Get the latest updates as we post them — right on your browser

. Last Updated: 07/27/2016

EDITORIAL: Judge Right To Put Kids' Needs First

For thousands of children wasting away in Russia's state orphanages, Judge Galina Antushevich is probably a hero.

According to the authorities in her native Khabarovsk, Antushevich allowed some 20 Russian orphans to join new parents in the United States - and in the process skipped some legal procedures. No one accuses her of having done so for money or personal gain. But the law is the law, and Antushevich recently received a two-year suspended sentence from the Russian Supreme Court.

Antushevich grew upa ward of the Soviet state and experienced firsthand the neglect of the government-run orphanage system. This seems to explain why her first priority in assessing a possible adoption seemed to have been getting the children - some of them sick, most of them short on love and care - settled into new homes.

Families who wish to adopt a child - whether they are Russian or foreign - certainly ought to go through a rigorous series of checks before they are allowed to take on such a responsibility. But many officials familiar with Russia's often vacillating adoption laws criticize the procedures as unnecessarily bureaucratic.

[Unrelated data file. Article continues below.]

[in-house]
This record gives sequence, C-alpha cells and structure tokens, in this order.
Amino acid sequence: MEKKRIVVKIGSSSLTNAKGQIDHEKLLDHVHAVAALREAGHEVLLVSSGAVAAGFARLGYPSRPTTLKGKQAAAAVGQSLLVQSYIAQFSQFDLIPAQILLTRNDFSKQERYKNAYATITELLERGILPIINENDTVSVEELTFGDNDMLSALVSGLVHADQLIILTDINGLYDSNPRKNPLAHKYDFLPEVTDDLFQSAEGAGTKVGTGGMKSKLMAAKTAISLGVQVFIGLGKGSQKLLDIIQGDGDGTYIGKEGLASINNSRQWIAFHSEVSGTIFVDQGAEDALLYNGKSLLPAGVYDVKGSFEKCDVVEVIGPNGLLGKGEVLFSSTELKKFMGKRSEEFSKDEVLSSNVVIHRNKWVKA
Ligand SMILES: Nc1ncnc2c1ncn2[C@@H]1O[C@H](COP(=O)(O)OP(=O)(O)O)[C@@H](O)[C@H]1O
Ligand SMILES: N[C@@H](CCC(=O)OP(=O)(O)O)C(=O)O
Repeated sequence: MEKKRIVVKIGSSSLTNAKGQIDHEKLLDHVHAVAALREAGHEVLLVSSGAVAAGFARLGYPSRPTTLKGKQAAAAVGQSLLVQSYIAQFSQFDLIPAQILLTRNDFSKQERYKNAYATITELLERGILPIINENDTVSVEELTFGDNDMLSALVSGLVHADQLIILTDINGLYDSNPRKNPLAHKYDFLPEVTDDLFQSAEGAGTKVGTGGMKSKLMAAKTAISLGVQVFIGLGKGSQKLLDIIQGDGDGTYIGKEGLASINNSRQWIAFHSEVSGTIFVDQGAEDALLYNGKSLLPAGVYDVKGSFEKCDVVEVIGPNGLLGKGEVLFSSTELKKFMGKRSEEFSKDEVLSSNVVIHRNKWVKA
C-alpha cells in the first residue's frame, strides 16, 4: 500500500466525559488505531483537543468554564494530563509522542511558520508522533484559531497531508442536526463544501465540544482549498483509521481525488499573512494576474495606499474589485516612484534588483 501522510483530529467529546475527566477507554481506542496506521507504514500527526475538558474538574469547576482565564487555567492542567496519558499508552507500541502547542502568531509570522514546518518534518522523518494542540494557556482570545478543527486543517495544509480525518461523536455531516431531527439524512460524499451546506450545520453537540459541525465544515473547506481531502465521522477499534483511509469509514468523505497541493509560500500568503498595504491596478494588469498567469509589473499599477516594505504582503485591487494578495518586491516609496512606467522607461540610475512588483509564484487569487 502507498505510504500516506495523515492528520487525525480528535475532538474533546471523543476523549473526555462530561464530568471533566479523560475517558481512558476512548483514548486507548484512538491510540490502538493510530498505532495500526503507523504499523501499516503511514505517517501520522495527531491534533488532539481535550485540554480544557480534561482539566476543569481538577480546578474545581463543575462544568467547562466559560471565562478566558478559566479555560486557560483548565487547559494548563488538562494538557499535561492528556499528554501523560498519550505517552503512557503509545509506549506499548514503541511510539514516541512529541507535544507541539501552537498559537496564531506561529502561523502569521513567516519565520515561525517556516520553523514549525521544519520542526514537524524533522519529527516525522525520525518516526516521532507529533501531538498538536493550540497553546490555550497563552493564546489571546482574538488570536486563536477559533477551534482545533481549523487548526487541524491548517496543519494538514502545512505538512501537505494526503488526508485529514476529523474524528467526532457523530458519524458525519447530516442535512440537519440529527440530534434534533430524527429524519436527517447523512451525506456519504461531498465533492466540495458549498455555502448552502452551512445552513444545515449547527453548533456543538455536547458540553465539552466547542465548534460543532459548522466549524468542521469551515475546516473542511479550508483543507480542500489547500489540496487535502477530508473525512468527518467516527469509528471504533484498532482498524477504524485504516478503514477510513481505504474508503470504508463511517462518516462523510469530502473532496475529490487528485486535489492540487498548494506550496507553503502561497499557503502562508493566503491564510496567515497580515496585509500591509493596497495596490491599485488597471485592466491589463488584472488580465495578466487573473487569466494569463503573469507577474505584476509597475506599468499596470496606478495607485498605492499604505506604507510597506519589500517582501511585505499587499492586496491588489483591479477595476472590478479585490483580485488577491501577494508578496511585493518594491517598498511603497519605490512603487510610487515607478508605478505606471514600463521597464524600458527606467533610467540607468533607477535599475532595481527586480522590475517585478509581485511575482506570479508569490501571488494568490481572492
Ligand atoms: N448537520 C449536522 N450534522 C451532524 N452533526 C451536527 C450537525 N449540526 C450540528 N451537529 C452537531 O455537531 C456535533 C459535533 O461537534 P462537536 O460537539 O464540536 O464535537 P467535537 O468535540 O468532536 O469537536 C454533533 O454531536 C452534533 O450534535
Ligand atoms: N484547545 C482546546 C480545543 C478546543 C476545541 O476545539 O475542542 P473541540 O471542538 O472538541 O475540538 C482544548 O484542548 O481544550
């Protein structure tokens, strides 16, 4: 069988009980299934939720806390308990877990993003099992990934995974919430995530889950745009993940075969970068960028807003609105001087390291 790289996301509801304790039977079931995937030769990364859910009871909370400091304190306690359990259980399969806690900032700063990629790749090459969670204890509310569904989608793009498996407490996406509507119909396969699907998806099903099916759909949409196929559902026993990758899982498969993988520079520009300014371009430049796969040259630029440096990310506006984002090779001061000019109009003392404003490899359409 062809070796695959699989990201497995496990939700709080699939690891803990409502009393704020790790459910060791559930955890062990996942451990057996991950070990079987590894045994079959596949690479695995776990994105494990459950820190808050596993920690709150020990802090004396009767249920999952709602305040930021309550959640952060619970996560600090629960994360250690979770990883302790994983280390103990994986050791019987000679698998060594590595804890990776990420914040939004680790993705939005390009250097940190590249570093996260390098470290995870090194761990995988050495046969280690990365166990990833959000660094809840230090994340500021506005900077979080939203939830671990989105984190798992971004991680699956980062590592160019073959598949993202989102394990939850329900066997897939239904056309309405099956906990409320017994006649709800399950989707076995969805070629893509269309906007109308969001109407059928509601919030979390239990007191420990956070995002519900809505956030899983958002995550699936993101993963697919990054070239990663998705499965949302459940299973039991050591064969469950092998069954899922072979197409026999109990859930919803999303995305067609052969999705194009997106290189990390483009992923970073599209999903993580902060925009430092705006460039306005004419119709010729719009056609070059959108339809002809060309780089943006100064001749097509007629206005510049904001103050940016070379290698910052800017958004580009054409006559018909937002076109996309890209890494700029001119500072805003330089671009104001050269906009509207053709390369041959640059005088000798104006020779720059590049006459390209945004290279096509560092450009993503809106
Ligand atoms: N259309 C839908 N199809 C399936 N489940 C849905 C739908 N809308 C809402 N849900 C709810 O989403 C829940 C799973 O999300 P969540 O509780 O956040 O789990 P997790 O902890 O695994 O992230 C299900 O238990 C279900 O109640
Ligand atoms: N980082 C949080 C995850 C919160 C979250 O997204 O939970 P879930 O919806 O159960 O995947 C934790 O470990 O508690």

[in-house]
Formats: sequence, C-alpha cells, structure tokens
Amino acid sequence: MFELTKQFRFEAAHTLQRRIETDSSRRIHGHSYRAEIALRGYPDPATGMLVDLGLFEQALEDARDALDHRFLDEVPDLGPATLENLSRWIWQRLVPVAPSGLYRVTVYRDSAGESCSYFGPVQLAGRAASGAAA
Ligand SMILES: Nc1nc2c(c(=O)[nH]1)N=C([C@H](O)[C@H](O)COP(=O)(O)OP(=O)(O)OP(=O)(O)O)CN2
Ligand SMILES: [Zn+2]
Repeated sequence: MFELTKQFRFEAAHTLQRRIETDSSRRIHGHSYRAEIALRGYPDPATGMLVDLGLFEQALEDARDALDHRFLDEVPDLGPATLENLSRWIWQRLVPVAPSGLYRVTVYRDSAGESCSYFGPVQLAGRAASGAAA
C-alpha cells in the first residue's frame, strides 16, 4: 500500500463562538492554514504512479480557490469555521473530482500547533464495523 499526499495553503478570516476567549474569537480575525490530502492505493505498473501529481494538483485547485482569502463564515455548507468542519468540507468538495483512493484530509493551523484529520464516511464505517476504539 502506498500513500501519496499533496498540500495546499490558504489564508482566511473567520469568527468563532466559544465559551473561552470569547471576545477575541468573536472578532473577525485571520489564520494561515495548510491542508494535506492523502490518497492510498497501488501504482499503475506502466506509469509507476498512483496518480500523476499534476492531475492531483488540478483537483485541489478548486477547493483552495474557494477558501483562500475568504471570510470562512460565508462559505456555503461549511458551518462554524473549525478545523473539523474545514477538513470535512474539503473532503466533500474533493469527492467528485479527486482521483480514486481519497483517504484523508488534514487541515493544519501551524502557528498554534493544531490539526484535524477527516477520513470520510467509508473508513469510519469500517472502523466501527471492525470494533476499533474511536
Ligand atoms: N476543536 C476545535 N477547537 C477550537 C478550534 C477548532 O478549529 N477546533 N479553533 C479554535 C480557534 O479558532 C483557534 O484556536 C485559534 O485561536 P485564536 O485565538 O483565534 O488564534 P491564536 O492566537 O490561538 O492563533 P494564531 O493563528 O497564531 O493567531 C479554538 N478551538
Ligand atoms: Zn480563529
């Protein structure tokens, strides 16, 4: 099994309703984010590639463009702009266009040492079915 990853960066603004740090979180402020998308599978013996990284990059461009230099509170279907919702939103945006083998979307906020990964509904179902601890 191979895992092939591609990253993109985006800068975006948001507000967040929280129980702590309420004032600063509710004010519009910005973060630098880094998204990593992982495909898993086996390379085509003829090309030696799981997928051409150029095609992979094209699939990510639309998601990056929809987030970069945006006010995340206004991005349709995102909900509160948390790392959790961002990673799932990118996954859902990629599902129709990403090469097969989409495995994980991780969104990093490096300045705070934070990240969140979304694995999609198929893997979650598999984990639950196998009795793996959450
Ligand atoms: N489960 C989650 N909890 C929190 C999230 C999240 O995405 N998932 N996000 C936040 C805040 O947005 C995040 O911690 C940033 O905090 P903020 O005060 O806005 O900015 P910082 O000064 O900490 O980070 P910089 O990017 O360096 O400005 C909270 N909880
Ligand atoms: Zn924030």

Antushevich agreed. Consider one of her offenses: She did not legally rescind the parental rights of some biological parents who had abandoned their children. Ninety-five percent of the children in Russia's vast state orphanage system have at least one living parent, and the majority of these adults do not bother to officially give up their children; they simply abandon them. Yet the law insists that all paperwork be in order and that in each case a biological parent be located, brought to a court hearing and formally declared not a parent.

Antushevich also was convicted of not giving Russian adoptive families precedence over foreign adoptive families. But there seems to be no evidence she gave anyone a particular advantage; and she says the case against her has been built on false evidence and skewed by ugly coverage in local media.

Adoptive parents in Russia must go through a strict series of background checks before they are matched with a child. No system is foolproof, and there have been a handful of cases when an adopted child taken abroad has ended up the victim of parental abuse.

Such isolated cases generally send Russian legislators and media into a frenzy and have them demanding a ban on the "export" of children. For some reason these same patriots never pay attention to the thousands of disabled children who die malnourished and neglected in Russian internats - many of them tied to their beds. Antushevich may have bent the law, but whom do we admire more?